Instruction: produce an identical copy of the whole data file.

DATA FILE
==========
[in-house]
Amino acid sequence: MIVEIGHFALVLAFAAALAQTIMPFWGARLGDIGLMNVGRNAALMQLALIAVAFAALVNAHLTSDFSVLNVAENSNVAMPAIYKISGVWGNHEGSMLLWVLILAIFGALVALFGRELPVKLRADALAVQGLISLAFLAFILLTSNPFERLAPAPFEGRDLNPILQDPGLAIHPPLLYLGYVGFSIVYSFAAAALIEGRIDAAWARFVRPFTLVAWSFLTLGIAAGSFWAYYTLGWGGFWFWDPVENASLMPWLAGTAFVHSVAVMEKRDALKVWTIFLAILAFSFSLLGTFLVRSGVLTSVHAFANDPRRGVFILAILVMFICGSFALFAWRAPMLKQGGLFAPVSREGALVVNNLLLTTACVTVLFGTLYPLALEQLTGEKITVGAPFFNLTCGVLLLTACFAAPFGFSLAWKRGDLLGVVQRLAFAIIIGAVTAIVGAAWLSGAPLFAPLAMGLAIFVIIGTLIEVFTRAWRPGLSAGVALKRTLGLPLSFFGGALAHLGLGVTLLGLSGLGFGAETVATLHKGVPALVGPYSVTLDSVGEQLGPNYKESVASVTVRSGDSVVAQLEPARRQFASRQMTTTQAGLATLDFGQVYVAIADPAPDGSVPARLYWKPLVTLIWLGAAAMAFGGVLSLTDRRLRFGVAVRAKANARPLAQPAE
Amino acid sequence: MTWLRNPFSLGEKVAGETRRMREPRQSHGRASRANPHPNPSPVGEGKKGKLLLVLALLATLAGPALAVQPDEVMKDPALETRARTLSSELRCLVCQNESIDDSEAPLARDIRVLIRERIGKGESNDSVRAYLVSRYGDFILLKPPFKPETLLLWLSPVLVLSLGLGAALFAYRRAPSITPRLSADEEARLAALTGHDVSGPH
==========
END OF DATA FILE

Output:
[in-house]
Amino acid sequence: MIVEIGHFALVLAFAAALAQTIMPFWGARLGDIGLMNVGRNAALMQLALIAVAFAALVNAHLTSDFSVLNVAENSNVAMPAIYKISGVWGNHEGSMLLWVLILAIFGALVALFGRELPVKLRADALAVQGLISLAFLAFILLTSNPFERLAPAPFEGRDLNPILQDPGLAIHPPLLYLGYVGFSIVYSFAAAALIEGRIDAAWARFVRPFTLVAWSFLTLGIAAGSFWAYYTLGWGGFWFWDPVENASLMPWLAGTAFVHSVAVMEKRDALKVWTIFLAILAFSFSLLGTFLVRSGVLTSVHAFANDPRRGVFILAILVMFICGSFALFAWRAPMLKQGGLFAPVSREGALVVNNLLLTTACVTVLFGTLYPLALEQLTGEKITVGAPFFNLTCGVLLLTACFAAPFGFSLAWKRGDLLGVVQRLAFAIIIGAVTAIVGAAWLSGAPLFAPLAMGLAIFVIIGTLIEVFTRAWRPGLSAGVALKRTLGLPLSFFGGALAHLGLGVTLLGLSGLGFGAETVATLHKGVPALVGPYSVTLDSVGEQLGPNYKESVASVTVRSGDSVVAQLEPARRQFASRQMTTTQAGLATLDFGQVYVAIADPAPDGSVPARLYWKPLVTLIWLGAAAMAFGGVLSLTDRRLRFGVAVRAKANARPLAQPAE
Amino acid sequence: MTWLRNPFSLGEKVAGETRRMREPRQSHGRASRANPHPNPSPVGEGKKGKLLLVLALLATLAGPALAVQPDEVMKDPALETRARTLSSELRCLVCQNESIDDSEAPLARDIRVLIRERIGKGESNDSVRAYLVSRYGDFILLKPPFKPETLLLWLSPVLVLSLGLGAALFAYRRAPSITPRLSADEEARLAALTGHDVSGPH